Support for this argument can be found if we examine the reasons why Belarusians started businesses in 2021 (Figure 3). The shares of both nascent entrepreneurs and owners of baby businesses that report ‘earning a living because jobs are scarce’ increased by about 20 percentage points. This phenomenon, when a depressive market reduces employment opportunities and forces individuals into becoming entrepreneurs, is regarded as necessity-driven entrepreneurship (Gonzalez-Peña et al., 2018).
Figure 3. Reasons to start a business
Keeping in mind that the unit of analysis in the GEM is on the individual and not the enterprise level, we can suggest a cautious hypothesis that the trend in entrepreneurship development in Belarus has changed from being pro-cyclical to countercyclical in the short term.
It is already obvious that the negative impact of the pandemic and political unrest on Belarusian businesses cannot be compared with the devastating effects of the Russian invasion of Ukraine. In this context, the countercyclical trend or, in other words, the readiness and willingness of Belarusians to become entrepreneurs against all odds, could be considered a good sign for the economy and society. However, such necessity-driven entrepreneurs are more focused on achieving a sufficient standard of living than on expansion and innovation. It is known that the growth and innovative orientations of businesses (product and process innovation, activity in technologically intensive sectors) are important predictors of technological change and total factor productivity (Erken et al, 2018). From this perspective, according to the GEM 2021/2022, Belarus is still doing relatively well in terms of impactful early-stage entrepreneurship (international and innovative orientation, growth expectations, and technological intensity). However, businesses with these characteristics are usually led by opportunity-driven entrepreneurs and are more sensitive to changes in the external environment. Therefore, the detrimental consequences of the Russian aggression against Ukraine (difficulties with payments and logistics, export/import restrictions, and tarnished reputation of Belarus) have already undermined the potential and sustainability of most such businesses and jeopardized the socioeconomic development of the country.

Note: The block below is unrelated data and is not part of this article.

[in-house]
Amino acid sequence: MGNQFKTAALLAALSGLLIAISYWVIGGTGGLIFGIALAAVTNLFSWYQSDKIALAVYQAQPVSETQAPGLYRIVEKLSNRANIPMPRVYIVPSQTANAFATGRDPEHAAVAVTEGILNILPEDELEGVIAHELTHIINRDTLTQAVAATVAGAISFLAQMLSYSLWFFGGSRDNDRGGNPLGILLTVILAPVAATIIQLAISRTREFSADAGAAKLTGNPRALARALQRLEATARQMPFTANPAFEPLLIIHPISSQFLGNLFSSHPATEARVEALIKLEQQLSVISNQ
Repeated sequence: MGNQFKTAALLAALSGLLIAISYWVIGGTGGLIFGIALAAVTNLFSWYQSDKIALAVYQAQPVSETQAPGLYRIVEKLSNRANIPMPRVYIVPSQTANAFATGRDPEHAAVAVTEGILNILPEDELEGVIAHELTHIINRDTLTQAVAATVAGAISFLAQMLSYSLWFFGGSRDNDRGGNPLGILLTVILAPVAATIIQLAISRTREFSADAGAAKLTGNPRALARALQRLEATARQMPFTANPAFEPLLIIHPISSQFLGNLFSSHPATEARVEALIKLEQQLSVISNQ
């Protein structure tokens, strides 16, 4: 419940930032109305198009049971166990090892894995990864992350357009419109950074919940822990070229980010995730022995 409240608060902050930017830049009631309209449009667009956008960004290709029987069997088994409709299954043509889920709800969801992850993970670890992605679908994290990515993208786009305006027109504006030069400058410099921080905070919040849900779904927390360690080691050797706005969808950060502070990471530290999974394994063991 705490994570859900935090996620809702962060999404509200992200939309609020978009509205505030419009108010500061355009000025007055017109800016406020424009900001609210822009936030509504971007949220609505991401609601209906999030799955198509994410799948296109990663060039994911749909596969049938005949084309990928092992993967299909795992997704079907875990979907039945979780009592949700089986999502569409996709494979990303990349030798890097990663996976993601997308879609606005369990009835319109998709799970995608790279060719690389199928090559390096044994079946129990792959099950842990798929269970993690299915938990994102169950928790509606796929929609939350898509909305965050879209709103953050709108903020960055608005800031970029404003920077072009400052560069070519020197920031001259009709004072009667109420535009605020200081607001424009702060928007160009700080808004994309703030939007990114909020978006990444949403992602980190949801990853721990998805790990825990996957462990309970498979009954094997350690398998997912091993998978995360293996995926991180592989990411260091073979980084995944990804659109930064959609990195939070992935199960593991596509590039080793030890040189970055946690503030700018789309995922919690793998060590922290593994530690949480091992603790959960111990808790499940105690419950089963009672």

So, the answer to the question of whether Belarusian entrepreneurs will be able to reactivate the economy is rather ‘no’. Based on GEM 2021/2022 data, we argue that the augmented entrepreneurial activity rate will plausibly alleviate the problems of unemployment and income losses in the short- and medium-term, but may not have a strong and long-lasting effect on the economy as a whole.
The 2021 wave of the GEM survey has documented an increase in the share of the population involved in the different stages of the entrepreneurial process in Belarus. This, however, appears to be the outcome of the pandemic-related economic crisis, which manifests itself in income losses and layoffs. As a result, the crisis produced new necessity-driven entrepreneurs with vague prospects.
In this regard, policymakers should realize that stimulating self-employment and small-scale entrepreneurship may indeed be a temporary solution to unemployment issues. If this is the aim, the toolkit to support such businesses is well elaborated and accessible to the government (it includes educational & consulting services, easy access to finance, etc.).
As for impactful entrepreneurship, hardly anything can be done by the current government to retain innovative and international business in Belarus against the backdrop of the consequences and global reactions to the war in Ukraine.
- Cowling, M., Liu, W., Ledger, A., & Zhang, N. (2015). “What really happens to small and medium sized enterprises in a global economic recession? UK evidence on sales and job dynamics”, International Small Business Journal, 33(5), 488-513.
- Erken, H., Donselaar, P., & Thurik, R. (2018). “Total factor productivity and the role of entrepreneurship”. The Journal of Technology Transfer, 43(6), 1493-1521.
- GEM Belarus 2019/2020, (2020). “Global Entrepreneurship Monitor Report GEM Belarus 2019/2020”.
- GEM Belarus 2021/2022. (2022). “Global Entrepreneurship Monitor Report GEM Belarus 2021/2022”.
- González-Pernía, J. L., Guerrero, M., Jung, A., & Pena-Legazkue, I. (2018). “Economic recession shake-out and entrepreneurship: Evidence from Spain”. BRQ Business Research Quarterly, 21(3), 153-167
- Hill, S., Ionescu-Somers, A., Coduras, A., Guerrero, M., Roomi, M. A., Bosma, N., … & Shay, J. (2022). “Global Entrepreneurship Monitor 2021/2022 Global Report: Opportunity Amid Disruption”.
- IMF. (2019). “Reassessing the Role of State-Owned Enterprises in Central, Eastern, and Southeastern Europe”, 19/11.
- Marozau, R., Akulava, M., & Panasevich, V. (2021). “Did the Government Help Belarusian SMEs to Survive in 2020?” FREE Network Policy Brief Series.